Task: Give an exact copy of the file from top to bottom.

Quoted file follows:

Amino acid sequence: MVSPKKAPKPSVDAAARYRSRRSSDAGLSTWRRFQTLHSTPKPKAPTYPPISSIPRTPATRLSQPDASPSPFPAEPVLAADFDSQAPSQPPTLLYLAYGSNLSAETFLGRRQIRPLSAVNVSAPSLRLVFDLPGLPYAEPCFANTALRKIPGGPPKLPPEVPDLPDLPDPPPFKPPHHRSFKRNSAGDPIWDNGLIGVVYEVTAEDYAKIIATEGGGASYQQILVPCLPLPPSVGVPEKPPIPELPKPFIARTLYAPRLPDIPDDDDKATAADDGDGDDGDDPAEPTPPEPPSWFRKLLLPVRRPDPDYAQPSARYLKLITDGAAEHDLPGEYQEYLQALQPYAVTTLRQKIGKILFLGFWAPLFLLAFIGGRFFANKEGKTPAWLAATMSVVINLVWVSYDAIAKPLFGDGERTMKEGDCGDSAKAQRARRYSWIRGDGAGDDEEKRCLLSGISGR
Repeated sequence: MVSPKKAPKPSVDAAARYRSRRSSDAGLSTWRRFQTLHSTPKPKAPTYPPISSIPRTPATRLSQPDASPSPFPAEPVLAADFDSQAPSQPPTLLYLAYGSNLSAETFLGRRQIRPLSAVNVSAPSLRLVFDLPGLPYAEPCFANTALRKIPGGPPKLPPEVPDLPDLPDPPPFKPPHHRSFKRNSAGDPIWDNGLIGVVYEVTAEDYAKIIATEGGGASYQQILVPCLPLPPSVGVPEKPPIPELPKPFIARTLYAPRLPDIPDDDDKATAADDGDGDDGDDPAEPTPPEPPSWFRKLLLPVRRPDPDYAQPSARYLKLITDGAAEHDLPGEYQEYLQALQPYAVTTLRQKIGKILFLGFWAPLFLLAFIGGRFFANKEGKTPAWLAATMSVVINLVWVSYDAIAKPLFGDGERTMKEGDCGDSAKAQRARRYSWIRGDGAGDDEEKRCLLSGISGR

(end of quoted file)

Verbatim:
Amino acid sequence: MVSPKKAPKPSVDAAARYRSRRSSDAGLSTWRRFQTLHSTPKPKAPTYPPISSIPRTPATRLSQPDASPSPFPAEPVLAADFDSQAPSQPPTLLYLAYGSNLSAETFLGRRQIRPLSAVNVSAPSLRLVFDLPGLPYAEPCFANTALRKIPGGPPKLPPEVPDLPDLPDPPPFKPPHHRSFKRNSAGDPIWDNGLIGVVYEVTAEDYAKIIATEGGGASYQQILVPCLPLPPSVGVPEKPPIPELPKPFIARTLYAPRLPDIPDDDDKATAADDGDGDDGDDPAEPTPPEPPSWFRKLLLPVRRPDPDYAQPSARYLKLITDGAAEHDLPGEYQEYLQALQPYAVTTLRQKIGKILFLGFWAPLFLLAFIGGRFFANKEGKTPAWLAATMSVVINLVWVSYDAIAKPLFGDGERTMKEGDCGDSAKAQRARRYSWIRGDGAGDDEEKRCLLSGISGR
Repeated sequence: MVSPKKAPKPSVDAAARYRSRRSSDAGLSTWRRFQTLHSTPKPKAPTYPPISSIPRTPATRLSQPDASPSPFPAEPVLAADFDSQAPSQPPTLLYLAYGSNLSAETFLGRRQIRPLSAVNVSAPSLRLVFDLPGLPYAEPCFANTALRKIPGGPPKLPPEVPDLPDLPDPPPFKPPHHRSFKRNSAGDPIWDNGLIGVVYEVTAEDYAKIIATEGGGASYQQILVPCLPLPPSVGVPEKPPIPELPKPFIARTLYAPRLPDIPDDDDKATAADDGDGDDGDDPAEPTPPEPPSWFRKLLLPVRRPDPDYAQPSARYLKLITDGAAEHDLPGEYQEYLQALQPYAVTTLRQKIGKILFLGFWAPLFLLAFIGGRFFANKEGKTPAWLAATMSVVINLVWVSYDAIAKPLFGDGERTMKEGDCGDSAKAQRARRYSWIRGDGAGDDEEKRCLLSGISGR